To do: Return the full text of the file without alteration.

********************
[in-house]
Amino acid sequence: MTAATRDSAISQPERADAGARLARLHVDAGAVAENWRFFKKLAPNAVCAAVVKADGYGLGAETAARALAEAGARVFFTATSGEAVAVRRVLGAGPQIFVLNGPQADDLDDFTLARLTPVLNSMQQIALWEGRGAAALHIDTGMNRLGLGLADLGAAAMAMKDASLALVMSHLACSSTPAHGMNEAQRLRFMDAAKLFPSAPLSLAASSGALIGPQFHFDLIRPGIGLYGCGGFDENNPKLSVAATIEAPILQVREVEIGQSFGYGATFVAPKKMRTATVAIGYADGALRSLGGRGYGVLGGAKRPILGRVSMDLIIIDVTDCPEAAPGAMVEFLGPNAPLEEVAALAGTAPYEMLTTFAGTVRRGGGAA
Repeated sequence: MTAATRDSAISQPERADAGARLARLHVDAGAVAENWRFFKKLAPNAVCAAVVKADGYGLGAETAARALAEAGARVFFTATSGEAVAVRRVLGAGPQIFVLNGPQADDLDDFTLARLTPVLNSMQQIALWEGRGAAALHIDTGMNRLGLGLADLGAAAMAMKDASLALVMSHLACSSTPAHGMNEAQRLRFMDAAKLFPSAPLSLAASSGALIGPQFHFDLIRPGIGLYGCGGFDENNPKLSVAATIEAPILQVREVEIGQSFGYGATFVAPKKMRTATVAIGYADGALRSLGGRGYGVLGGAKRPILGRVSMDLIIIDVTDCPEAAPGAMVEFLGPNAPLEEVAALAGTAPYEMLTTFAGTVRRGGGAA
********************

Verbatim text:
[in-house]
Amino acid sequence: MTAATRDSAISQPERADAGARLARLHVDAGAVAENWRFFKKLAPNAVCAAVVKADGYGLGAETAARALAEAGARVFFTATSGEAVAVRRVLGAGPQIFVLNGPQADDLDDFTLARLTPVLNSMQQIALWEGRGAAALHIDTGMNRLGLGLADLGAAAMAMKDASLALVMSHLACSSTPAHGMNEAQRLRFMDAAKLFPSAPLSLAASSGALIGPQFHFDLIRPGIGLYGCGGFDENNPKLSVAATIEAPILQVREVEIGQSFGYGATFVAPKKMRTATVAIGYADGALRSLGGRGYGVLGGAKRPILGRVSMDLIIIDVTDCPEAAPGAMVEFLGPNAPLEEVAALAGTAPYEMLTTFAGTVRRGGGAA
Repeated sequence: MTAATRDSAISQPERADAGARLARLHVDAGAVAENWRFFKKLAPNAVCAAVVKADGYGLGAETAARALAEAGARVFFTATSGEAVAVRRVLGAGPQIFVLNGPQADDLDDFTLARLTPVLNSMQQIALWEGRGAAALHIDTGMNRLGLGLADLGAAAMAMKDASLALVMSHLACSSTPAHGMNEAQRLRFMDAAKLFPSAPLSLAASSGALIGPQFHFDLIRPGIGLYGCGGFDENNPKLSVAATIEAPILQVREVEIGQSFGYGATFVAPKKMRTATVAIGYADGALRSLGGRGYGVLGGAKRPILGRVSMDLIIIDVTDCPEAAPGAMVEFLGPNAPLEEVAALAGTAPYEMLTTFAGTVRRGGGAA